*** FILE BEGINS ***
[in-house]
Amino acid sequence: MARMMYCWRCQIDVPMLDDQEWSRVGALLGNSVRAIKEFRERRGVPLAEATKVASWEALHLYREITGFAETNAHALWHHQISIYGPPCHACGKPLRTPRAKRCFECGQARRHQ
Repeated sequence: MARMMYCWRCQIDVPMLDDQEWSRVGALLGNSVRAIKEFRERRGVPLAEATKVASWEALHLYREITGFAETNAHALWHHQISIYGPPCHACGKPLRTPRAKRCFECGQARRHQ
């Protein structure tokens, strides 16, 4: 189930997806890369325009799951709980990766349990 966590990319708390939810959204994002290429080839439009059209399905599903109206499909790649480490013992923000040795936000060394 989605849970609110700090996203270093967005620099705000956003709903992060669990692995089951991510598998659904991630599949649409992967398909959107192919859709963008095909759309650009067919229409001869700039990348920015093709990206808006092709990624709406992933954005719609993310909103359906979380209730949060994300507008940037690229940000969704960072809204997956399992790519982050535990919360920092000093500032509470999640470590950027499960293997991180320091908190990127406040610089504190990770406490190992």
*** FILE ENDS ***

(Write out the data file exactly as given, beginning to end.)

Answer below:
[in-house]
Amino acid sequence: MARMMYCWRCQIDVPMLDDQEWSRVGALLGNSVRAIKEFRERRGVPLAEATKVASWEALHLYREITGFAETNAHALWHHQISIYGPPCHACGKPLRTPRAKRCFECGQARRHQ
Repeated sequence: MARMMYCWRCQIDVPMLDDQEWSRVGALLGNSVRAIKEFRERRGVPLAEATKVASWEALHLYREITGFAETNAHALWHHQISIYGPPCHACGKPLRTPRAKRCFECGQARRHQ
């Protein structure tokens, strides 16, 4: 189930997806890369325009799951709980990766349990 966590990319708390939810959204994002290429080839439009059209399905599903109206499909790649480490013992923000040795936000060394 989605849970609110700090996203270093967005620099705000956003709903992060669990692995089951991510598998659904991630599949649409992967398909959107192919859709963008095909759309650009067919229409001869700039990348920015093709990206808006092709990624709406992933954005719609993310909103359906979380209730949060994300507008940037690229940000969704960072809204997956399992790519982050535990919360920092000093500032509470999640470590950027499960293997991180320091908190990127406040610089504190990770406490190992």